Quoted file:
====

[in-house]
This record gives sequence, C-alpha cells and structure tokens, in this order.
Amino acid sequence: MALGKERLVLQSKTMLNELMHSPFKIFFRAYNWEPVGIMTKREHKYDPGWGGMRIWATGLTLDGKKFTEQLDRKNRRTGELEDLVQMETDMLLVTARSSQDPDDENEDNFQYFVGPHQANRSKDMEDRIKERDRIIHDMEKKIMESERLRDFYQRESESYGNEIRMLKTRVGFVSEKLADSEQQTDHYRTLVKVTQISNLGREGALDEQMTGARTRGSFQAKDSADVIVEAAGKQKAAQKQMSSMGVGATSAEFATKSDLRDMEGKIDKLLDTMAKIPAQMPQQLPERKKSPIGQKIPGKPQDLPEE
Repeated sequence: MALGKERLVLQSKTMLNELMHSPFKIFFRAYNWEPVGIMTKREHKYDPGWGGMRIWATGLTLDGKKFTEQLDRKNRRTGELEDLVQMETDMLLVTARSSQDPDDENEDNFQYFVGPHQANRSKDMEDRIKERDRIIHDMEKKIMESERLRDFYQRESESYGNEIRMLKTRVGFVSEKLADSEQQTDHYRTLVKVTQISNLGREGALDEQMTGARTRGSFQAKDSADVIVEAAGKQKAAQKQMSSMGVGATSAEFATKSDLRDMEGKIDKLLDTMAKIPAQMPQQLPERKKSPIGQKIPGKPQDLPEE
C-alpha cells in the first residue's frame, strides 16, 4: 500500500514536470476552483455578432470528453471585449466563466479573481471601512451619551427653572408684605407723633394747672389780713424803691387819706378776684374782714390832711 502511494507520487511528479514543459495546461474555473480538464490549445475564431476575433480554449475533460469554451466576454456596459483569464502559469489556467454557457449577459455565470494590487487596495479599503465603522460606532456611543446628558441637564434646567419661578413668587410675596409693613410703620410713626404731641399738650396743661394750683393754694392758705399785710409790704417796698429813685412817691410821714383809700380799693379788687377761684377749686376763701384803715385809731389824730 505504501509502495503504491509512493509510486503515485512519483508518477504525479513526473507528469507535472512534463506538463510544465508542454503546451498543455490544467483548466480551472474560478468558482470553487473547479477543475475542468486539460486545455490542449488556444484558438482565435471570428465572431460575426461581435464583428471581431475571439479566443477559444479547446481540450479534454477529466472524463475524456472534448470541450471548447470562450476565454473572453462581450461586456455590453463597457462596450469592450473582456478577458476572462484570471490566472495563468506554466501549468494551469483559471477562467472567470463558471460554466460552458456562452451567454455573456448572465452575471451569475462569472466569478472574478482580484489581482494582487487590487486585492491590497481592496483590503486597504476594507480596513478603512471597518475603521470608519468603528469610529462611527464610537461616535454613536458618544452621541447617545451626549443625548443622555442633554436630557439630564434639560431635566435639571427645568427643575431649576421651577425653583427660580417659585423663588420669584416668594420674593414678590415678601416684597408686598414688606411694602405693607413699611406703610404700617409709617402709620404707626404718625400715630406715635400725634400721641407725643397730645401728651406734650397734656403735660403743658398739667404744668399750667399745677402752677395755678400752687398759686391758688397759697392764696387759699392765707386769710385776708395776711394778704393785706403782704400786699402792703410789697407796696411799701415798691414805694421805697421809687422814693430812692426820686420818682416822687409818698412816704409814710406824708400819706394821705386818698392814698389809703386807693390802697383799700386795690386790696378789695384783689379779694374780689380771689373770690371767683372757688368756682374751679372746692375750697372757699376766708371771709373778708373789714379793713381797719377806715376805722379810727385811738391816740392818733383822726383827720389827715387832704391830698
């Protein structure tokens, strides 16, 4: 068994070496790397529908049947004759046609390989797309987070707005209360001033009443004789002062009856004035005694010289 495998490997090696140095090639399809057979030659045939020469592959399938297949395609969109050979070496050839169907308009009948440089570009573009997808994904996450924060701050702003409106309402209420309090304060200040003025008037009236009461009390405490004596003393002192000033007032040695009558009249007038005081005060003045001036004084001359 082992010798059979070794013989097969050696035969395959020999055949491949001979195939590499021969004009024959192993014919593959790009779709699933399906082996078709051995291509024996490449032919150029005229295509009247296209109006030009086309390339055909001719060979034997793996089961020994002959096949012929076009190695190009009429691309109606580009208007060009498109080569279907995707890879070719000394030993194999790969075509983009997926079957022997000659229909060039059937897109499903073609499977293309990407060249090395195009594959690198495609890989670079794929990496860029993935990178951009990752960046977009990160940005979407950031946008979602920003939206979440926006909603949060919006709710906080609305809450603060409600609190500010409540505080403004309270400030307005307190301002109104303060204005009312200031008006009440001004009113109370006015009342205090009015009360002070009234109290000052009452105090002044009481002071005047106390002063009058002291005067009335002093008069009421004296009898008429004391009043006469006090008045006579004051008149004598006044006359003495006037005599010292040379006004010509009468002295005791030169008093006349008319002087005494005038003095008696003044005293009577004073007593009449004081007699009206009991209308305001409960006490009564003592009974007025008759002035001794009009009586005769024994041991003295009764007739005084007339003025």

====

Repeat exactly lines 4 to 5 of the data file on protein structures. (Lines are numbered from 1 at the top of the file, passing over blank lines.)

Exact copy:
Repeated sequence: MALGKERLVLQSKTMLNELMHSPFKIFFRAYNWEPVGIMTKREHKYDPGWGGMRIWATGLTLDGKKFTEQLDRKNRRTGELEDLVQMETDMLLVTARSSQDPDDENEDNFQYFVGPHQANRSKDMEDRIKERDRIIHDMEKKIMESERLRDFYQRESESYGNEIRMLKTRVGFVSEKLADSEQQTDHYRTLVKVTQISNLGREGALDEQMTGARTRGSFQAKDSADVIVEAAGKQKAAQKQMSSMGVGATSAEFATKSDLRDMEGKIDKLLDTMAKIPAQMPQQLPERKKSPIGQKIPGKPQDLPEE
C-alpha cells in the first residue's frame, strides 16, 4: 500500500514536470476552483455578432470528453471585449466563466479573481471601512451619551427653572408684605407723633394747672389780713424803691387819706378776684374782714390832711 502511494507520487511528479514543459495546461474555473480538464490549445475564431476575433480554449475533460469554451466576454456596459483569464502559469489556467454557457449577459455565470494590487487596495479599503465603522460606532456611543446628558441637564434646567419661578413668587410675596409693613410703620410713626404731641399738650396743661394750683393754694392758705399785710409790704417796698429813685412817691410821714383809700380799693379788687377761684377749686376763701384803715385809731389824730 505504501509502495503504491509512493509510486503515485512519483508518477504525479513526473507528469507535472512534463506538463510544465508542454503546451498543455490544467483548466480551472474560478468558482470553487473547479477543475475542468486539460486545455490542449488556444484558438482565435471570428465572431460575426461581435464583428471581431475571439479566443477559444479547446481540450479534454477529466472524463475524456472534448470541450471548447470562450476565454473572453462581450461586456455590453463597457462596450469592450473582456478577458476572462484570471490566472495563468506554466501549468494551469483559471477562467472567470463558471460554466460552458456562452451567454455573456448572465452575471451569475462569472466569478472574478482580484489581482494582487487590487486585492491590497481592496483590503486597504476594507480596513478603512471597518475603521470608519468603528469610529462611527464610537461616535454613536458618544452621541447617545451626549443625548443622555442633554436630557439630564434639560431635566435639571427645568427643575431649576421651577425653583427660580417659585423663588420669584416668594420674593414678590415678601416684597408686598414688606411694602405693607413699611406703610404700617409709617402709620404707626404718625400715630406715635400725634400721641407725643397730645401728651406734650397734656403735660403743658398739667404744668399750667399745677402752677395755678400752687398759686391758688397759697392764696387759699392765707386769710385776708395776711394778704393785706403782704400786699402792703410789697407796696411799701415798691414805694421805697421809687422814693430812692426820686420818682416822687409818698412816704409814710406824708400819706394821705386818698392814698389809703386807693390802697383799700386795690386790696378789695384783689379779694374780689380771689373770690371767683372757688368756682374751679372746692375750697372757699376766708371771709373778708373789714379793713381797719377806715376805722379810727385811738391816740392818733383822726383827720389827715387832704391830698